Retailers' branded mobile apps are proving effective in increasing customer engagement as well as boosting sales on multiple levels, according to a new study in the Informs Journal Marketing Science.
The apps are shown to be increasing sales on retailers’ websites as well as in their stores, the researchers from Texas A&M University found.
At the same time, apps are increasing the rate of returns, although the increase in sales outweighs the return rates, according to the study.
Over 18 months after app launch, the study's authors found that retail app users buy 33% more frequently, buy 34% more items, and spend 37% more than non-app user customers.
On the not-so-bright side, app users were also found to return products 35% more often, and return 35% more items at a 41% increase in dollar value.
At the end of the day, however, the researchers found that app users spend 36% more net of returns.
The research was conducted by Venkatesh Shankar, professor of marketing and Coleman Chair in Marketing and director of research, Center for Retailing Studies, Mays Business School, Texas A&M University, and Unnati Narang, a Ph.D. student in Business Administration-Marketing at Mays Business School, Texas A&M University.
Shankar and Narang based their findings on data from a large US-based retailer of video games, consumer electronics and wireless services with 32 million customers.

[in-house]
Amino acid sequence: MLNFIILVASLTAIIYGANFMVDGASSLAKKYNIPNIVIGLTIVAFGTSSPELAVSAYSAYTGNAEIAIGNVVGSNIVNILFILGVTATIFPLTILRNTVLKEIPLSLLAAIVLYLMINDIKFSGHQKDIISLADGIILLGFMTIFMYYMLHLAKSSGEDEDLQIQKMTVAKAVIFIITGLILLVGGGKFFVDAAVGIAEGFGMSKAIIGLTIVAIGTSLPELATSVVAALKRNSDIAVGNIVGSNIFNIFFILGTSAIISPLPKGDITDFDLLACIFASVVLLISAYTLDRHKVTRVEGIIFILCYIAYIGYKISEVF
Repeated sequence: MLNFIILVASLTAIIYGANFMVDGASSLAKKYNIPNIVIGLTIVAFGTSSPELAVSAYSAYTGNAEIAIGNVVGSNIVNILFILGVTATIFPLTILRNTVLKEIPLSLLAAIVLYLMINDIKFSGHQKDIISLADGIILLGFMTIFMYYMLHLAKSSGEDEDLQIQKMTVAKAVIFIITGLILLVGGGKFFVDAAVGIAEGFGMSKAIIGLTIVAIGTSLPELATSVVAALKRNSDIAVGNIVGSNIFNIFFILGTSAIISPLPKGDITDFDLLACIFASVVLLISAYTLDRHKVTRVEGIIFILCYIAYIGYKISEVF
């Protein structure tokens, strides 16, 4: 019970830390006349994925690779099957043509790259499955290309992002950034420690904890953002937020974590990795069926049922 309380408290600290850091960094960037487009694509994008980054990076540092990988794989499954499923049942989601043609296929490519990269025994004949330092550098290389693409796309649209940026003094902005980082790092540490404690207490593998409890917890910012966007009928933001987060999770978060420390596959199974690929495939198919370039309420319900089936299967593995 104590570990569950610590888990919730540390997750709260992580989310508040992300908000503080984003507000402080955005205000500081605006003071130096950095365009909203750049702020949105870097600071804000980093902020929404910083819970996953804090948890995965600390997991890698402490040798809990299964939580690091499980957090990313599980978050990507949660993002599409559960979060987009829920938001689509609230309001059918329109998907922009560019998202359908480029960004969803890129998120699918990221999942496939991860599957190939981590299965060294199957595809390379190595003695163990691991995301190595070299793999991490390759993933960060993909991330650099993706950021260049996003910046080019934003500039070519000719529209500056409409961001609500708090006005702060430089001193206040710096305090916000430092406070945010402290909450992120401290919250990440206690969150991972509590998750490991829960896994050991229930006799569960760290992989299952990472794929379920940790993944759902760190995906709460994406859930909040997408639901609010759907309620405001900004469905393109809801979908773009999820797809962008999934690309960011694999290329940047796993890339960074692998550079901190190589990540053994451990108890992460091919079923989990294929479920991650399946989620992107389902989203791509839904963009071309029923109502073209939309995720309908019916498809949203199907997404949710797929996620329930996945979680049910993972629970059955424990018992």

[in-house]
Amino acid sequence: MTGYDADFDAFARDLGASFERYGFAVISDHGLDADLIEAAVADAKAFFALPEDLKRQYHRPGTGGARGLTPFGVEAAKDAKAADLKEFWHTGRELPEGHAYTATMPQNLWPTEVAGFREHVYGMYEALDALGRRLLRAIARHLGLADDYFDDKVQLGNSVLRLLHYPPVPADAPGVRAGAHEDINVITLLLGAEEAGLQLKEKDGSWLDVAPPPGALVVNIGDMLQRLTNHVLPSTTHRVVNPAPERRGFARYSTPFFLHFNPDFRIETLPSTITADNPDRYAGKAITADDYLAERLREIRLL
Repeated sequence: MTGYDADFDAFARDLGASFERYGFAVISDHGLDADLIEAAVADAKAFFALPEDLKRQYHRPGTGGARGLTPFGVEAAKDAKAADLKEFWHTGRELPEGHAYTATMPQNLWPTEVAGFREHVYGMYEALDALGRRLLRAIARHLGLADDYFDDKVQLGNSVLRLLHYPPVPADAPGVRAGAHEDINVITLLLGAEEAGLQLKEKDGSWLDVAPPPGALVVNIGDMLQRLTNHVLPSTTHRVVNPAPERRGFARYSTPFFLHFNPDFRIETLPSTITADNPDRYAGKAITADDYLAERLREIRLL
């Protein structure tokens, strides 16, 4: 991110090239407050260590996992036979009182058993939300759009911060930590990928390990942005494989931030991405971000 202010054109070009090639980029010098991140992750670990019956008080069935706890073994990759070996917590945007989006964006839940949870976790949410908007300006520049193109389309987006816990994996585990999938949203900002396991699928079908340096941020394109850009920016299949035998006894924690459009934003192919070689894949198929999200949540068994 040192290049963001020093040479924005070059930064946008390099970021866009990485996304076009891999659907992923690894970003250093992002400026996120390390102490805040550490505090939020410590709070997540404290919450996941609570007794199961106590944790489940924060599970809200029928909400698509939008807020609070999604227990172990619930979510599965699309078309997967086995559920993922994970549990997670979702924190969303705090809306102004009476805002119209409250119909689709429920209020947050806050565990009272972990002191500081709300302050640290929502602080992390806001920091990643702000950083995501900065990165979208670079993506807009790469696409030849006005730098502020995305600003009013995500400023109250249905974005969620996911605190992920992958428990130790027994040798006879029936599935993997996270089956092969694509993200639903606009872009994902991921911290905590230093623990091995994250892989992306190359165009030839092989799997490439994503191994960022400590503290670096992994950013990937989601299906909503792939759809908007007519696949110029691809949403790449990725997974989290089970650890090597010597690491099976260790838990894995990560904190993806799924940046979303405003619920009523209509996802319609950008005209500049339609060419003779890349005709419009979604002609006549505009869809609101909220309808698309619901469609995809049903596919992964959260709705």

“Overall, we found that retail app users are significantly more engaged at every level of the retail experience, from making purchases to returning items,” the research authors note.
“Interestingly, we also found that app users tend to purchase a more diverse set of items, including less popular products, than non-app users. This is particularly helpful for long-tail products, such as video games and music.”
For retailers, the lesson is that having a retail app will likely increase customer engagement and expand the range of products being sold online and in-store, the researchers suggest.
They also found that some app users who make a purchase within 48 hours of actually using an app tend to use it when they are physically in proximity to the store of purchase.
“They are most likely to access the app for loyalty rewards, product details and notifications,” the researchers suggest.